14. Fraser L.; Strzeżek J. The use of comet assay to assess DNA integrity of boar spermatozoa following liquid preservation at 5°C and 16°C. Folia Histochem. Cytobiol. 40: 530–536; 2004.Google Scholar
  15. Fraser L.; Strzeżek J. Effects of freezing-thawing on DNA integrity of boar spermatozoa assessed by neutral comet assay. Reprod. Domest. Anim. 40: 530–536; 2005.PubMedCrossRefGoogle Scholar
  16. Fraser L.; Strzeżek J. Is there a relationship between the chromatin status and DNA fragmentation of boar spermatozoa following freezing-thawing? Theriogenology 68: 248–257; 2007.PubMedCrossRefGoogle Scholar
  17. Hernandez M.; Roca J.; Calvete J.; Sanz L.; Muino-Blanco T.; Cebrian-Perez J. A.; Valazquez J. M.; Martinez E. A. Cryosurvival and in vitro fertilizing capacity postthaw is improved when boar spermatozoa are frozen in the presence of seminal plasma from good freezer boars. J. Androl. 28: 689–697; 2007.PubMedCrossRefGoogle Scholar
  18. Hsu P. C.; Liu M. Y.; Hsu C. C.; Chen L. Y.; Guo Y. L. Effects of vitamin E and/or C on reactive oxygen species-related lead toxicity in the rat sperm. Toxicology 128: 169–179; 1998.PubMedCrossRefGoogle Scholar
  19. Jeong Y. J.; Kim M. K.; Song H. J.; Kang E. J.; Ock S. A.; Kumar B. M.; Balasubramanian S.; Rho G. J. Effect of alpha-tocopherol supplementation during boar semen cryopreservation on sperm characteristics and expression of apoptosis related genes. Cryobiology 58: 181–189; 2009.PubMedCrossRefGoogle Scholar
  20. Miller J. K.; Brzezinska-Slebodzinska E.; Madsen F. C. Oxidative stress, antioxidants and animal function. J. Dairy Sci. 76: 2812–2823; 1993.PubMedCrossRefGoogle Scholar
  21. Moran J. M.; Madejón L.; Ortega-Ferrusola C.; Peña F. J. Nitric oxide induces caspase activity in boar spermatozoa. Theriogenology 70: 91–96; 2008.PubMedCrossRefGoogle Scholar
  22. Nadin S. B.; Vargas-Roig L. M.; Ciocca D. R. A silver staining method for single-cell gel assay. J. Histochem. Cytochem. 49: 1183–1186; 2001.PubMedCrossRefGoogle Scholar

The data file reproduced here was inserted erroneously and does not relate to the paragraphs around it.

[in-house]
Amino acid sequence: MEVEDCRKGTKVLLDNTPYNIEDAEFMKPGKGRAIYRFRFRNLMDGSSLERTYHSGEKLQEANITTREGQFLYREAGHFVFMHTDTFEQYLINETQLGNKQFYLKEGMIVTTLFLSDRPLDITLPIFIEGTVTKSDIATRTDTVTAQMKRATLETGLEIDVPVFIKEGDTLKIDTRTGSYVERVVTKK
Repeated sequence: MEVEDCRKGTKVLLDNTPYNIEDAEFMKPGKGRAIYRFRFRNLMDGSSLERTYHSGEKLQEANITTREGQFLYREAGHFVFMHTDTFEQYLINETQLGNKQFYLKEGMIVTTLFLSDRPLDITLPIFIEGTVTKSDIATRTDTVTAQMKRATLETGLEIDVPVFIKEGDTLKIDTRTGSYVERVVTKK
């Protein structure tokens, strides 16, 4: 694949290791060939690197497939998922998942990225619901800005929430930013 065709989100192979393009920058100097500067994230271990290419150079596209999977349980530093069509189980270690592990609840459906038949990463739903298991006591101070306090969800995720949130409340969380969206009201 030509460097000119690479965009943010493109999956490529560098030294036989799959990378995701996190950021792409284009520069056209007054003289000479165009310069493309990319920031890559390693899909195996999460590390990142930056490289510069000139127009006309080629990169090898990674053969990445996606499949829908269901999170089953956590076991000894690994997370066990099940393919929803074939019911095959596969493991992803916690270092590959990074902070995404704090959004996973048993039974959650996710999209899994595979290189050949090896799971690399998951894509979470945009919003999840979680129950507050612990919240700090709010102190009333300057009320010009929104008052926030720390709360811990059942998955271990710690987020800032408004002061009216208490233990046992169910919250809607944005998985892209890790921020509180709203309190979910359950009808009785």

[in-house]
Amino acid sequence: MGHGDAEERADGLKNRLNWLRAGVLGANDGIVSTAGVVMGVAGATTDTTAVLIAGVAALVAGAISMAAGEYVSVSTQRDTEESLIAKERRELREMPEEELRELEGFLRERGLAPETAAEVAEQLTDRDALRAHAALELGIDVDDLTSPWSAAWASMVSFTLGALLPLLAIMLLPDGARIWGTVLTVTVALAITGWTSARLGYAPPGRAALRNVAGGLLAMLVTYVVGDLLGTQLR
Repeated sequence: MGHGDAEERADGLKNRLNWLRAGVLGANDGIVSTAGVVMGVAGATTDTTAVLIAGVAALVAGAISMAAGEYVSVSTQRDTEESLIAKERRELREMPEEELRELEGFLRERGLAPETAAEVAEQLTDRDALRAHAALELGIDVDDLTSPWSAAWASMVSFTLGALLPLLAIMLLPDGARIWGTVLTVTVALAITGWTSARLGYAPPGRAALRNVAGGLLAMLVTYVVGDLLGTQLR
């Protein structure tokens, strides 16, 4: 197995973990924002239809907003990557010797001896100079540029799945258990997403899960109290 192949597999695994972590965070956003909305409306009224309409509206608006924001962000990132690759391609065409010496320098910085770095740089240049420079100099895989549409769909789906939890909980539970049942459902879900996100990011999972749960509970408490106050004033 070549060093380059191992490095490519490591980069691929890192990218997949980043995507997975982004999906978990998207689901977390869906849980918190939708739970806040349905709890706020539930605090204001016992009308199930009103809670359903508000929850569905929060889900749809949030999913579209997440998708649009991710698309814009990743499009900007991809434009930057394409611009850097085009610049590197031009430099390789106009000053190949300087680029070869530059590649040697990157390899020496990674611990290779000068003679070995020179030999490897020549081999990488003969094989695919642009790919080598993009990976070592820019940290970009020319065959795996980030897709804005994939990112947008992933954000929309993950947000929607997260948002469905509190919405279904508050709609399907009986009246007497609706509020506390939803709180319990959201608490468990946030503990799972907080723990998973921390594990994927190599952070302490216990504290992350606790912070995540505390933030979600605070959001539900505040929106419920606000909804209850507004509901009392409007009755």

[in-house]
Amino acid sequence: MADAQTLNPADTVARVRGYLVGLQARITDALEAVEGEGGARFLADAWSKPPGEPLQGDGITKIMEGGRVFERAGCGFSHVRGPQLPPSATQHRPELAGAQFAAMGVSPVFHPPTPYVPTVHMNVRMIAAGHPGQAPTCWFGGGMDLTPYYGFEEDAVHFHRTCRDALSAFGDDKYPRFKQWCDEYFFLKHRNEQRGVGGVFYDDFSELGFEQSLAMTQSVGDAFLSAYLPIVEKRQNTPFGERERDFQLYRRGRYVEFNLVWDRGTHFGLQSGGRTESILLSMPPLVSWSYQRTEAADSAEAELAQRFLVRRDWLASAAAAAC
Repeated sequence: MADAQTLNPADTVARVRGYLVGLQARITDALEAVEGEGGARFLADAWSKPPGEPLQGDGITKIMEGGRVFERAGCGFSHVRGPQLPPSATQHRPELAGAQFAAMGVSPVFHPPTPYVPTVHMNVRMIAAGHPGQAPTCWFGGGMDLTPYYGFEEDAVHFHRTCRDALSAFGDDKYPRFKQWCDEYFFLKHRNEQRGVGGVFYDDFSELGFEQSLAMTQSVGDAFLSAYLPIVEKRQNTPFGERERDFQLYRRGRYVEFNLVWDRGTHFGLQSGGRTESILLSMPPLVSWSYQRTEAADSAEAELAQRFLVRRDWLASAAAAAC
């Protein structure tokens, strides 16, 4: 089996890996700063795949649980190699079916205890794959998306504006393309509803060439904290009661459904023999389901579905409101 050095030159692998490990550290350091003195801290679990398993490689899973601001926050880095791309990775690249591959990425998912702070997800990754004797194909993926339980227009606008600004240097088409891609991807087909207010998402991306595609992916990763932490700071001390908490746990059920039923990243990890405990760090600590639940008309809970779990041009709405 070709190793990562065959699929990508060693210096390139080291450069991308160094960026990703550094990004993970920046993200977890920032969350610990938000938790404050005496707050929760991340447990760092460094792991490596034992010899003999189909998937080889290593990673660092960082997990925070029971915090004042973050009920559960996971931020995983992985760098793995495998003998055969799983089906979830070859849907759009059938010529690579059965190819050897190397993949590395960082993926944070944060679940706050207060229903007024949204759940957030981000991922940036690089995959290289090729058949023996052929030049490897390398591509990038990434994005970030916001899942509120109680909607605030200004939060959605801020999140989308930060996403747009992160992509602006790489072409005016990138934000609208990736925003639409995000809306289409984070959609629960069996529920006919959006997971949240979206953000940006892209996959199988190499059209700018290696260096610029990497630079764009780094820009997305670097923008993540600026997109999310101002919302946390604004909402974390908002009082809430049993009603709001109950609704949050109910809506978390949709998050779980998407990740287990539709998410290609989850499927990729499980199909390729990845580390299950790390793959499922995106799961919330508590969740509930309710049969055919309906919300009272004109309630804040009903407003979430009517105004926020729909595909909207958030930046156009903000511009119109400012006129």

23. Peña F. J.; Johannisson A.; Wallgren M.; Rodrıguez-Martınez H. Antioxidant supplementation in vitro improves boar sperm motility and mitochondrial membrane potential after cryopreservation of different fractions of the ejaculate. Anim. Reprod. Sci. 78: 85–98; 2003.PubMedCrossRefGoogle Scholar
  24. Satorre M. M.; Breininger E.; Beconi M. T.; Beorlegui N. B. Protein tyrosine phosphorylation under capacitating conditions in porcine fresh spermatozoa and sperm cryopreserved with and without alpha tocopherol. Andrologia 41: 184–192; 2009.PubMedCrossRefGoogle Scholar
  25. Tardiff S.; Sirard M. A.; Sullivan R.; Bailey J. Identification of capacitation-associated phosphoproteins in porcine sperm electroportated with ATP-γ-32 P. Mol. Reprod. Dev. 54: 292–302; 1999.CrossRefGoogle Scholar
  26. Tao Y.; Chen H.; Tian N. N.; Huo D. T.; Li G.; Zhang Y. H.; Liu Y.; Fang F. G.; Ding J. P.; Zhang X. R. Effects of L-ascorbic acid, alpha-tocopherol and co-culture on in vitro developmental potential of porcine cumulus cells free oocytes. Reprod. Domest. Anim. 45: 19–25; 2010.Google Scholar
  27. Tao Y.; Zhou B.; Xia G.; Wang F.; Wu Z.; Fu M. Exposure to L-ascorbic acid or α-tocopherol facilitates the development of porcine denuded oocytes from metaphase I to metaphase II and prevents cumulus cells from fragmentation. Reprod. Domest. Anim. 39: 52–57; 2004.PubMedCrossRefGoogle Scholar
  28. Warren S.; Patel S.; Kapron C. M. The effect of vitamin E exposure on cadmium toxicity in mouse embryo cells in vitro. Toxicology 142: 119–126; 2000.PubMedCrossRefGoogle Scholar
  29. Whitaker B. D.; Carle B.; Mukai T.; Simpson A.; Vu L.; Knight J. W. Effect of exogenous glutathione supplementation on motility, viability, and DNA integrity of frozen-thawed boar semen. Anim. Reprod. 5: 127–131; 2008.Google Scholar
  30. Whitaker B. D.; Knight J. W. Exogenous γ-glutamyl cycle compounds supplemented to in vitro maturation medium influence in vitro fertilization, culture, and viability of porcine oocytes and embryos. Theriogenology 62: 311–322; 2004.PubMedCrossRefGoogle Scholar

Copyright information

© The Society for In Vitro Biology 2011

Authors and Affiliations

  • Sarah J. Casey
    • 1
  • Rachel Taupier
    • 1
  • Brian D. Whitaker
    • 2
  1. 1.Department of BiologyFerrum CollegeFerrumUSA
  2. 2.Department of Animal SciencesUniversity of FindlayFindlayUSA

Personalised recommendations